• Featurette: "The Music of 'Walk Hard'" (HD, 17 minutes) - Along with the above making-of, this is the only other serious extra here. It's interesting to see how the filmmakers attempted to blend musical satire with songs that would sound credible to the time period, and which utilized the talents of such great singer-songwriters as Marshall Crenshaw. Reilly also showcases his vocal chops, as he sang all of his own songs (versus some of his co-stars like Jenna Fischer, who were dubbed).
  • Featurette: "Tyler Nilson: A Coxumentary" (HD, 6 minutes) - Rather cute, this one is devoted to the young actor who answered a casting call to perform completely in the buff. Now, that's dedication.
  • Featurette: "Bull On the Loose" (HD, 4 minutes) - A short vignette on the scene where a bull chases a young Dewey Cox. Interviews with three production personnel describe how the stunt was executed safely.
  • Full Song Performances/"The Christmas Song" (HD, 44 minutes) - As the music sequences in 'Walk Hard' were my favorite bits in the film, these extended versions of 16 tunes were highlights of the extras for me. The quality is high as well, as each is presented in HD and Dolby Digital 5.1 Surround. The songs include: "Walk Hard," "Billy Don't be a Hero," "Dear Mr. President," "Gamblin' Man," "Guilty as Charged," "(I Hate You) Big Daddy," "A Life Without You," "Let's Duet," "The Mulatto Song," "Royal Jelly," "Hey Mr. Old Guy," "Farmer Glickstein," "(You Make Me So) Hard" and "Starman," as well as "My Girl" by The Temptations and an alternate version of "Walk Hard" by the All-Star Band).

    Note that here is one last tune, "The Christmas Song," that's given its own menu heading. It's only presented as an audio-only clip playing over a blank screen, however -- perhaps that's part of the joke?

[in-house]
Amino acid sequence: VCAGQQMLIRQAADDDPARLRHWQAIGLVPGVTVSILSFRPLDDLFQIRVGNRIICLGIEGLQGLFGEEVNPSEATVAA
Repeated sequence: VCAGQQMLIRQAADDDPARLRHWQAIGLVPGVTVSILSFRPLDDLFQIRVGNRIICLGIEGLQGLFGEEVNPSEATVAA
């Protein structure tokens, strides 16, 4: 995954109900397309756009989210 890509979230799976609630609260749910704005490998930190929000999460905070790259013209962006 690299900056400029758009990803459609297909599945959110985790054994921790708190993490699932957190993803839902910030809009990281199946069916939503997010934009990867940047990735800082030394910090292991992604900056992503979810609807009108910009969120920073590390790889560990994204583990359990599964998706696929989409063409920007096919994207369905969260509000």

• Song Demos (SD, 39 minutes) - This collection of 13 demo cuts features all of the original musical artists singing the tunes they wrote for the film, among them Marshall Crenshaw, Mike Viola, Dan Bern, Antonio Ortiz, Charlie Wadhams, and Reilly. Music fans should enjoy hearing these rough versions, and the songs included are: "Walk Hard" and "Let’s Duet," (two versions each), "Take My Hand," "Guilty As Charged," "There's a Change Happening," "Beautiful Ride," "Farmer Glickstein," "Your Eyes," "A Life Without You," "Guilty As Charged" and the "American Pie"-esque "(Have You Heard the News) Dewey Cox Died."
  • Deleted Scenes (SD, 20 minutes) - There are ten scenes in all here, and with the disc already boasting the 120-minute extended cut of the film, these verge on overkill. There's more of the Beatles routine seen in the finished film, and also of note is a brief cameo by Eddie Vedder.
  • Line-O-Rama (SD, 6 minutes) - Essentially a gag reel, this again proves that the makers of 'Walk Hard' don't know the meaning of the word "concise." These missed lines and other gaffes are initially amusing, but this goes on so long it wears out its welcome.
  • Cox Sausage Commercial (SD, 6 minutes) - A sorta-funny fake advert, complete with it's own montage of "outtakes" performed by the actors in-character.

'Walk Hard' is an amusing satire that avoids the cheesiness of most mock biopics, but at the same time it's not laugh-out-loud hilarious. This Blu-ray is also a mixed bag, with video that's lacking, but much better audio, and a ton of extras. On top of that, it's Sony's first stab at a BD-Live title-- however tentative. Ultimately, it's hard to recommend this disc for purchase given the lacking transfer, but it's definitely worth a rental.